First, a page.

Citadel, Point72 Hammered by Monthly Losses in November Comedown

(Bloomberg) -- Billionaires Ken Griffin, Izzy Englander and Steve Cohen posted monthly losses in November that rank among their worst ever as stock hedge funds dumped holdings at a rate not seen since the financial crisis.

Griffin’s Citadel lost about 3 percent last month, its poorest showing since the first quarter of 2016. Englander’s Millennium Management slid 2.8 percent, its third-worst month on record. Cohen’s Point72 Asset Management dropped about 5 percent, largely wiping out its 2018 gains, according to people familiar with the firms.

Citadel, Point72 Hammered by Monthly Losses in November Comedown

Their performance is a comedown from October, when these multi-manager firms rode out a nearly 7 percent plunge in the S&P 500 Index with only minimal losses. The damage underscores a risk faced by firms that farm out money to dozens of managers and run their stock portfolios in similar ways: When other hedge funds cut and run, the multi-manager giants can get caught up in the havoc.

These firms market themselves as steady money makers because their stock managers tend to run portfolios with a roughly equal weighting of longs and shorts, or small net exposure in either a bullish or bearish direction. They also try to neutralize the market’s style, factor and sector biases. These tweaks can send the firms crowding into the same trades.

Risk Restraints

To control risk, individual portfolio managers are typically forced to sell positions after relatively small losses. To make money under those constraints, the firms employ heavy leverage. Citadel, Point72 and Millennium together hold less than $100 billion in net assets, but that sum swells to almost half a trillion dollars when borrowed money is included.

The great unwind began in the latter half of October, according to a report published by Morgan Stanley on Nov. 20. Traditional long-short funds, facing losses on the month and year as markets slumped, began selling long holdings and buying to close out shorts.

Over the next four weeks, funds sold out of their U.S. long stock positions at a magnitude not seen since the financial crisis, the bank said. Their trades eventually hit the multi-managers, who saw their longs drop while their shorts rose in value.

Selling Cycle

And thus began the cycle of liquidation at the multi-manager firms. Individual portfolio managers or teams hit their risk limits, forcing them out of various positions and beginning a cycle of losses and further sales.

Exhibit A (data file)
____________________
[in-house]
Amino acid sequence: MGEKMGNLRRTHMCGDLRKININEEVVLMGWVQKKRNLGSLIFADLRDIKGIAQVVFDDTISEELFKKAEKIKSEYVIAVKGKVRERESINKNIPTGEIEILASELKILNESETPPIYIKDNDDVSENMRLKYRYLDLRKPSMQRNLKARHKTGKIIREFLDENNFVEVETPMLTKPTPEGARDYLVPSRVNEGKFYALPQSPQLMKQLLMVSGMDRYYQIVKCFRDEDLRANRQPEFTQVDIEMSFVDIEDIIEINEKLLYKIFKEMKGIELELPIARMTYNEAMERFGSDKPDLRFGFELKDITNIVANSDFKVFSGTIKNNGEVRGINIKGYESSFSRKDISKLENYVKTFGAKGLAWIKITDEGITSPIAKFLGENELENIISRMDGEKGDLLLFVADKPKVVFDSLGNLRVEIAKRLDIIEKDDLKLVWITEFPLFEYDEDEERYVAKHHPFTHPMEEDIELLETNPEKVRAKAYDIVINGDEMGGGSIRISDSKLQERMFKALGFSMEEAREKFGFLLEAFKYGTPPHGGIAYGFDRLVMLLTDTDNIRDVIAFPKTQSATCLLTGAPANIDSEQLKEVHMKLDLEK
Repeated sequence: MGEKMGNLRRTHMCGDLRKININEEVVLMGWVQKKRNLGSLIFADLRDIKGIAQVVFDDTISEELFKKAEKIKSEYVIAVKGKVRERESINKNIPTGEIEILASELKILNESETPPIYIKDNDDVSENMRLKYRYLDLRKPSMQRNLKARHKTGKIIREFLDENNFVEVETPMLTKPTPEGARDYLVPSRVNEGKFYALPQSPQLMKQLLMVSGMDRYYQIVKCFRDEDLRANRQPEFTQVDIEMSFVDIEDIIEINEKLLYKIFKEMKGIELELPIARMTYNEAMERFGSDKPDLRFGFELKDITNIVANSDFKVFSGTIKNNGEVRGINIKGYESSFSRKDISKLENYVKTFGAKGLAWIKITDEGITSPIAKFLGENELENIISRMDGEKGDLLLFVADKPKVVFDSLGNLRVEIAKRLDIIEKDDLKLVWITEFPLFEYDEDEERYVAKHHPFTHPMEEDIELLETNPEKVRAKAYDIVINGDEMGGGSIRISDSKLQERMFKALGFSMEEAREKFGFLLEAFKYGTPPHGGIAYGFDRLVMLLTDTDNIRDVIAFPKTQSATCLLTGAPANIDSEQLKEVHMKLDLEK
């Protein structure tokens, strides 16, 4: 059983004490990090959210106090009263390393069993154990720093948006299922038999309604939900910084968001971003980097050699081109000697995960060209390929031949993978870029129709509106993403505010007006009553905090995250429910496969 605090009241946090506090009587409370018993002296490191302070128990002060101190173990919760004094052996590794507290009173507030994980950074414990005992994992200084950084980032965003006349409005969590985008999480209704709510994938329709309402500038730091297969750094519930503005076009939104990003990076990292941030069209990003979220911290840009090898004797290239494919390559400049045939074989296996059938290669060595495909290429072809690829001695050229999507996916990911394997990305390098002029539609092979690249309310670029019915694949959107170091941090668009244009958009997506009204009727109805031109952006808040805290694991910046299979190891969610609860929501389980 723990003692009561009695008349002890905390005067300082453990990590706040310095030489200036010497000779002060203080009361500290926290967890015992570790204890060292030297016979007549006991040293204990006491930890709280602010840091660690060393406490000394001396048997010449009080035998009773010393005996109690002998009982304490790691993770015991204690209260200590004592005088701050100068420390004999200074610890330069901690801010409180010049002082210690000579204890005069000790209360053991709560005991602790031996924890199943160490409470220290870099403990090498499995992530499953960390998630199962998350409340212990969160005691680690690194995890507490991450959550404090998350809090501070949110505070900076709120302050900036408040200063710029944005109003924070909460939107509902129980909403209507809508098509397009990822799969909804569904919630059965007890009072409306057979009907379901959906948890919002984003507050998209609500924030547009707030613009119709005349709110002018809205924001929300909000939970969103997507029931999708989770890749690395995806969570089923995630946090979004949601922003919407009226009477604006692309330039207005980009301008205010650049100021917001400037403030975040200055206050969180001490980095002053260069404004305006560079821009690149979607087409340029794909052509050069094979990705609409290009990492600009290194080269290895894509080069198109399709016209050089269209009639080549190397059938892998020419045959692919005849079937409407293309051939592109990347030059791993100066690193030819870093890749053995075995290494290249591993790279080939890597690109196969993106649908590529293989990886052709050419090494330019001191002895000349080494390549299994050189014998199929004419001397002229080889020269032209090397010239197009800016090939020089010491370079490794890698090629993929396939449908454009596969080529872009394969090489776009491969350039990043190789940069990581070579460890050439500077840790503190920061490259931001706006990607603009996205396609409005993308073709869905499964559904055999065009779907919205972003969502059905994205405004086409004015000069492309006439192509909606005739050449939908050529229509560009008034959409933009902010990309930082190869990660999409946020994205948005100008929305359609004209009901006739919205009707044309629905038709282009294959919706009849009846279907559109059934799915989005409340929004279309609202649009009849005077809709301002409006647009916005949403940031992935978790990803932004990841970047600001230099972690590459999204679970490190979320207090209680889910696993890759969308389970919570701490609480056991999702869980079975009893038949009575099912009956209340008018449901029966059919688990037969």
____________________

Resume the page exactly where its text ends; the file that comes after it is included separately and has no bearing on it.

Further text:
Morgan Stanley said that while gross and net leverage for equity hedge funds had reached lows for the year last month -- around 179 percent gross and 43 percent net -- there was still room for them to fall more based on previous market dislocations. That could mean more selling and additional losses, especially because hedge fund managers traditionally cut their borrowings at the end of the year.

Balyasny Asset Management, another multi-manager firm, lost 3.9 percent last month in its Atlas Global fund. Dmitry Balyasny’s Chicago-based firm is down 5.3 percent for the year. The firm is cutting at least 125 people, or about one-fifth of its staff, after assets shrunk by about $4 billion in 2018, primarily from client withdrawals. It said in its October client letter that consumer and communication-services stocks were particularly hard hit as the sell-off began.

Multi-manager firms have rebounded from de-leveraging events relatively quickly in the past. Chicago-based Citadel slumped 8 percent in early 2016 but ended the year up 5 percent. Millennium, based in New York, slid 2.7 percent that February yet finished with a 3.3 percent gain.

This year, Citadel is still up 8.5 percent and Millennium has gained 4.2 percent, said the people, asking not to be identified because the information isn’t public.

Representatives for the firms declined to comment.

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